9. I've tried searching ebay but I can only find larger tubular rivets in plated steel. Are you using brass? Also, I understand the varying sizes of domes for the bottom of the rivet. But how do you find an appropriate die for the top where it mushrooms out? I'm not sure if this is a stupid question; I've never set tubular rivets before.
  10. I currently use #9 solid copper rivets with burrs, but I would like to switch to solid brass tubular rivets for the finished look and to match my brass zippers. I've never used tubular rivets before, and I'm having an impossible time finding solid brass ones that aren't tiny. The only solid brass tubular rivets I can find are at buckleguy and weaver, both of which seem to be very small. I'm looking for something more the size of #9 solid copper rivets, to be used for attaching 1 inch wide 10oz bridle straps to canvas. Weaver has the #103 rivets which are a little larger, but only in nickel plated brass, and they've discontinued the die for setting those anyway. So where the heck do you guys get your solid brass tubular rivets in larger sizes? And what do you use to set them? Or do they not even exist in larger sizes because they're not meant to be load bearing? I'm willing to spend the money on a good press, if I could just find the rivets I need. Thanks!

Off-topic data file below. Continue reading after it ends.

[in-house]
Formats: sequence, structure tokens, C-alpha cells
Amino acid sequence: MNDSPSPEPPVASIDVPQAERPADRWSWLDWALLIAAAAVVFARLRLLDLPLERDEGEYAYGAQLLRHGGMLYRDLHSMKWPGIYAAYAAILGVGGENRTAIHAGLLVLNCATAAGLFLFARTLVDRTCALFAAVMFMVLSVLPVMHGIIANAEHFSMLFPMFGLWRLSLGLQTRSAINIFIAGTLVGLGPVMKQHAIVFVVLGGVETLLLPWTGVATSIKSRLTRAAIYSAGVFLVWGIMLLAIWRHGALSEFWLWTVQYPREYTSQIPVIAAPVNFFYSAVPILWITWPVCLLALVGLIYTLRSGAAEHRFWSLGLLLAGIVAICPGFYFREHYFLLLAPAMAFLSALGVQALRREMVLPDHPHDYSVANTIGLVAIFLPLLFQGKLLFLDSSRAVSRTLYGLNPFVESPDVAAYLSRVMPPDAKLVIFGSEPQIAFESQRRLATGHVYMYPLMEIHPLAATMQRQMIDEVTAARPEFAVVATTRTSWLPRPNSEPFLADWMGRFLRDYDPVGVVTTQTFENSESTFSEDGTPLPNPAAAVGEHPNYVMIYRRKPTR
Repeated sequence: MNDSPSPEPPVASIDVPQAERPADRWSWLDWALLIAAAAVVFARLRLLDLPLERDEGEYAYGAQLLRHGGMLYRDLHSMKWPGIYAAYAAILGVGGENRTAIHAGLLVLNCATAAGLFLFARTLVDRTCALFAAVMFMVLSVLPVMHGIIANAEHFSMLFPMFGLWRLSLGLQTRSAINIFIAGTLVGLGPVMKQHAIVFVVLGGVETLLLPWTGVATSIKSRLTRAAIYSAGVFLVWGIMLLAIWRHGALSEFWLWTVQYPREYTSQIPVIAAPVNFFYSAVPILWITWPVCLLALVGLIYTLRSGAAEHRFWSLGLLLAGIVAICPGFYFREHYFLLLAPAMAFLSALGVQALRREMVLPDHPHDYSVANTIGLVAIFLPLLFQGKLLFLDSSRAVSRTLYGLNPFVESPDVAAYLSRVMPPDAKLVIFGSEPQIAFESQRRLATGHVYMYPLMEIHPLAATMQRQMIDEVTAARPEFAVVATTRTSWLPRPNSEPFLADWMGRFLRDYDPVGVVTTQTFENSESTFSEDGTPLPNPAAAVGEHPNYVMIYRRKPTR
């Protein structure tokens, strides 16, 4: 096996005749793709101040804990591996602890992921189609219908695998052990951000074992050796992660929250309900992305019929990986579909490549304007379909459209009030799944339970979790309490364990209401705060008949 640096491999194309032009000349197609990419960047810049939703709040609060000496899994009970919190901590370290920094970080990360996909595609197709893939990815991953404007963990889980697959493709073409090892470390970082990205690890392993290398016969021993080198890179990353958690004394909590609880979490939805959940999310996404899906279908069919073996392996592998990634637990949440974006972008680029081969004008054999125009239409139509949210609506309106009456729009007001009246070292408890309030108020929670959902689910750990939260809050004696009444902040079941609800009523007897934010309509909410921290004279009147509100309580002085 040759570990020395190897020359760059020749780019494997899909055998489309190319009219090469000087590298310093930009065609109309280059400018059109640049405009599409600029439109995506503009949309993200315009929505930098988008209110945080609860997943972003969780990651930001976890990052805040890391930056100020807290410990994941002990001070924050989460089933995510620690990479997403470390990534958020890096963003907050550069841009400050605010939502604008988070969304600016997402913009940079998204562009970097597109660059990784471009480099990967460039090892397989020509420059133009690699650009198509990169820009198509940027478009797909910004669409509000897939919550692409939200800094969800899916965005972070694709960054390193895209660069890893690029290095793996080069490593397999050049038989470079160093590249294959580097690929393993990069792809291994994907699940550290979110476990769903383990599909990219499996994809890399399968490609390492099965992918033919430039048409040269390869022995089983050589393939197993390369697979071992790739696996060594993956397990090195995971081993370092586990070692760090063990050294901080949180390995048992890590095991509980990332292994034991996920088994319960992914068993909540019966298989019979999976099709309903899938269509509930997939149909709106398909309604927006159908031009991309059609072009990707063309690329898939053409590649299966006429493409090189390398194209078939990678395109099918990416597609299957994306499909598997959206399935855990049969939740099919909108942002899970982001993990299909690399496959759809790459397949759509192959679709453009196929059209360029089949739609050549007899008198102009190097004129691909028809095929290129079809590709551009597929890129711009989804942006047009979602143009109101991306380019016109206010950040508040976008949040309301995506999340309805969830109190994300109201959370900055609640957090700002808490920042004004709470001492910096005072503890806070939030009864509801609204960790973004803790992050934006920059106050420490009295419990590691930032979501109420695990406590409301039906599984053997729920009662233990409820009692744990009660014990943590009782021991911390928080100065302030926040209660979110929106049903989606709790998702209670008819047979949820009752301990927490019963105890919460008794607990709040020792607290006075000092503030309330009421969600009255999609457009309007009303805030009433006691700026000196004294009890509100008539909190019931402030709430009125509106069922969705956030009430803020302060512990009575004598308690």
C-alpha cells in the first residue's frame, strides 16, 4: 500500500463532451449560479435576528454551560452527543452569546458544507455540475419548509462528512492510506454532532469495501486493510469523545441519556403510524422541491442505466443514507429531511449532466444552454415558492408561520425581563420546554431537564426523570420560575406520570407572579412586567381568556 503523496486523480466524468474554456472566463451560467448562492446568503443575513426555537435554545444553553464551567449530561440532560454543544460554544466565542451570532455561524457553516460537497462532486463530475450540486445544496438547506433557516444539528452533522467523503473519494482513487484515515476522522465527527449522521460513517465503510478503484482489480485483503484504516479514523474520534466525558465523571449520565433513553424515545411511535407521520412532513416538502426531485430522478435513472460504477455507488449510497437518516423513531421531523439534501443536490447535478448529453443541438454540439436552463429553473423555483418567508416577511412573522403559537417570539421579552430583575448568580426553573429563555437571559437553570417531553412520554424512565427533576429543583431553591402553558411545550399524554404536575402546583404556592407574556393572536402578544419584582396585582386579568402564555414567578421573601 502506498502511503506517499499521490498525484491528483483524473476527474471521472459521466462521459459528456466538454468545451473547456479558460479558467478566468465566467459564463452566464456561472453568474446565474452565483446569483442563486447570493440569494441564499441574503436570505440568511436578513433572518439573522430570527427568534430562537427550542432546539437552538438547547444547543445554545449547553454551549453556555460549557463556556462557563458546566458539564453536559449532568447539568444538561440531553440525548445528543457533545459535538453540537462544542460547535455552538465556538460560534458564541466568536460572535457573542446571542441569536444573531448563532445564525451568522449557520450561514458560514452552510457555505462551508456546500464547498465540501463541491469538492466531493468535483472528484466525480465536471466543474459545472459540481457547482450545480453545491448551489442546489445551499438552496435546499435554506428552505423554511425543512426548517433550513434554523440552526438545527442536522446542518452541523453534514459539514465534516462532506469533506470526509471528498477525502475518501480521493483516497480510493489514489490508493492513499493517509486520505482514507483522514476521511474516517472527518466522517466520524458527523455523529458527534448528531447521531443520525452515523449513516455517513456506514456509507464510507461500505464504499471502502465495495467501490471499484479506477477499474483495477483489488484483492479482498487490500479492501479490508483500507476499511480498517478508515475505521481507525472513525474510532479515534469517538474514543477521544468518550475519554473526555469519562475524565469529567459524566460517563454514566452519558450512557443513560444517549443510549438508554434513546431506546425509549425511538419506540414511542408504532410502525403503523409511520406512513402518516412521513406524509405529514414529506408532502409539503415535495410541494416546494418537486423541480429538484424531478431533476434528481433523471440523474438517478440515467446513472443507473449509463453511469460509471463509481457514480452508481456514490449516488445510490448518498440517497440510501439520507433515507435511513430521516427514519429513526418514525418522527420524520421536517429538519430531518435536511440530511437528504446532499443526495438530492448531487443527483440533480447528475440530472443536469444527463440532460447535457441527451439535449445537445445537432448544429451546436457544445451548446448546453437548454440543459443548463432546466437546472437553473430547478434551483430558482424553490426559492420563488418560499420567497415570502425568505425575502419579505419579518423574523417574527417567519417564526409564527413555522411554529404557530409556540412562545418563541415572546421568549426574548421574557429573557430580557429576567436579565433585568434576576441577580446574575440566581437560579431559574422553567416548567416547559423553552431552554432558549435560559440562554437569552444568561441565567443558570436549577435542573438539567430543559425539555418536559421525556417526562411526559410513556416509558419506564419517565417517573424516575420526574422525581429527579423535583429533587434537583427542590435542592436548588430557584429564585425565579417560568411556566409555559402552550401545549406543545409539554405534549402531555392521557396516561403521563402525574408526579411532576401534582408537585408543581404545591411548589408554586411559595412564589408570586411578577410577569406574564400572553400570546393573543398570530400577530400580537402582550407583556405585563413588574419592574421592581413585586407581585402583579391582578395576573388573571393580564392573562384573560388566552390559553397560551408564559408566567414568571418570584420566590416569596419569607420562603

11. Thank you. That is exactly the information I was looking for. I always thought that made the most sense. I agree on taking off about 1/3 as well. Especially for shoulder straps for bags and such. Makes the whole buckle area less bulky, without compromising much strength.